That's a tough one. I'd keep both. But if I had to keep only one, it would be Kingery because I think he has a higher offensive ceiling, and because Crawford's reputation should result in a bigger trade return. Though, again, I don't advocate trading either player. Kingery and Crawford should be the Phillies' middle infielders for the next seven seasons.
Why can the Yankees/Twins/Brewers rebuild and be successful so quickly but the Phillies rebuild takes forever?— Dave Glantz (@dave_glantz) October 9, 2017
The Twins had a season nobody would have expected. And I highly doubt they make the playoffs next season. This just seemed like a fluky, nobody-believes-in-us season that you see once every few years.
The Brewers are closer to the Phillies. Jimmy Nelson is essentially their Aaron Nola. He had a breakout year before an unfortunate late-season shoulder injury while diving back to first base on a pickoff attempt.
Milwaukee also has a lights-out closer (Corey Knebel), and received unexpected production from Travis Shaw (31 HR, 101 RBIs) in the middle of the order. The Brewers are another team that I think regresses next year, especially since Nelson is expected to miss much of the season.
The Yankees are in a different spot. They held on to Aaron Judge, who was a better prospect than anyone the Phillies had. Gary Sanchez turned out better than expected. Brian Cashman swung some amazing trades, particularly with Andrew Miller and Aroldis Chapman. They're just in a different situation because they had more talent in the organization during this period than the Phillies did.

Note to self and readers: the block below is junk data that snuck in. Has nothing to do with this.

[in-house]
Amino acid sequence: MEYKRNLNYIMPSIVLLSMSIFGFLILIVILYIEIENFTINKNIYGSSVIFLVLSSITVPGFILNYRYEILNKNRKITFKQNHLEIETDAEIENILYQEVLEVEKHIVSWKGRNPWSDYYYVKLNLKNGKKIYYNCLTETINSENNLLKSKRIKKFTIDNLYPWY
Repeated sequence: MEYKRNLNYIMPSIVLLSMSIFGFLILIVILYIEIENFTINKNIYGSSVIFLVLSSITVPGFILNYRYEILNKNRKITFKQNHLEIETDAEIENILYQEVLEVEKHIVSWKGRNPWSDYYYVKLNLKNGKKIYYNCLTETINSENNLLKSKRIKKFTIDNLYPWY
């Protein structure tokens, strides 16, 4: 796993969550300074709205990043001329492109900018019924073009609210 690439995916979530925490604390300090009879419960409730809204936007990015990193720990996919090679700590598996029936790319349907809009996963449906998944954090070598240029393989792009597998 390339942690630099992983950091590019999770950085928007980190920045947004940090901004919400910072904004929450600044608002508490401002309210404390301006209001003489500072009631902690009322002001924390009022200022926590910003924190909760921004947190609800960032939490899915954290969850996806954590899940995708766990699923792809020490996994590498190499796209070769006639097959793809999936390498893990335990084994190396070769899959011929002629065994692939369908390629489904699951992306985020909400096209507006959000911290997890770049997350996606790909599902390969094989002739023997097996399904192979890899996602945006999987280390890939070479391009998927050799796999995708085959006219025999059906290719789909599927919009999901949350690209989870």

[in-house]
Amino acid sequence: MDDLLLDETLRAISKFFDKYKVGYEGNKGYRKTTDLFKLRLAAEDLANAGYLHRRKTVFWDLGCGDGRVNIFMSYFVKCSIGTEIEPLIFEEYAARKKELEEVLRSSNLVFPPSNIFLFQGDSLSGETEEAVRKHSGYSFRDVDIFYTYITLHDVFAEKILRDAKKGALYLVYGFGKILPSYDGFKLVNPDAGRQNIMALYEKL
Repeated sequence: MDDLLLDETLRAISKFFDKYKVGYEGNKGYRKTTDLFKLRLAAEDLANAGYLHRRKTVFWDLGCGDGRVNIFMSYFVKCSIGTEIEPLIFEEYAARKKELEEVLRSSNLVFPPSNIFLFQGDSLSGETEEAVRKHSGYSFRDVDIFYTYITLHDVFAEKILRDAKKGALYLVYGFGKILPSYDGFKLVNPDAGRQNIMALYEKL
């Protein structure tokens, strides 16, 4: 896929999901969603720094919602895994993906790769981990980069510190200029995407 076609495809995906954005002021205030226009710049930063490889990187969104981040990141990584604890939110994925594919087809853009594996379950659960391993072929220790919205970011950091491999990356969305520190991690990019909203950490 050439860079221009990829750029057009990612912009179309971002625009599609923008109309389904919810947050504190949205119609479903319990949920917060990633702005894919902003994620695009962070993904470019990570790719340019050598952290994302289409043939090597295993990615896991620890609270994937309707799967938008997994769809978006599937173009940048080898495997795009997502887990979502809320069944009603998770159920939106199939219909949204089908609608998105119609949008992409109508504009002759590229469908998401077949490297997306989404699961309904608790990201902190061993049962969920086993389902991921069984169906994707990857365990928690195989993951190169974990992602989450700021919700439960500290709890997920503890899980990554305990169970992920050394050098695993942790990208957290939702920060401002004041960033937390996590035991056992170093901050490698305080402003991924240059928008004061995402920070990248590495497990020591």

What kind of full year stars will Hoskins have in 2018.— 4-6-3 double play (@463doubleplay2) October 9, 2017
He meant stats. I'll say Hoskins next season hits .275/.380/.560 with 36 homers and 110 RBIs.
Why not move both Hernandez and Galvis? What benefit is there to keeping one of them?— Phillies Phreak (@Coach_Whacko) October 9, 2017
There is benefit to keeping one, especially if you believe in one of them more than you believe in Maikel Franco. Let's start with Hernandez. He's been incredibly consistent the last two seasons, hitting .294 both years with OBPs of .371 and .373. He'll have trade value, but there's also value in knowing what you have. With Hernandez, the Phillies know what they have: A high-OBP leadoff hitter who unfortunately doesn't steal enough bases.
I personally think Hernandez will be a better player the next five years than Franco. So there's a reason to keep him around. Maybe it makes the most sense to keep Hernandez at second base and put Kingery at third. It really all depends on what kind of trade offers the Phillies get for Hernandez.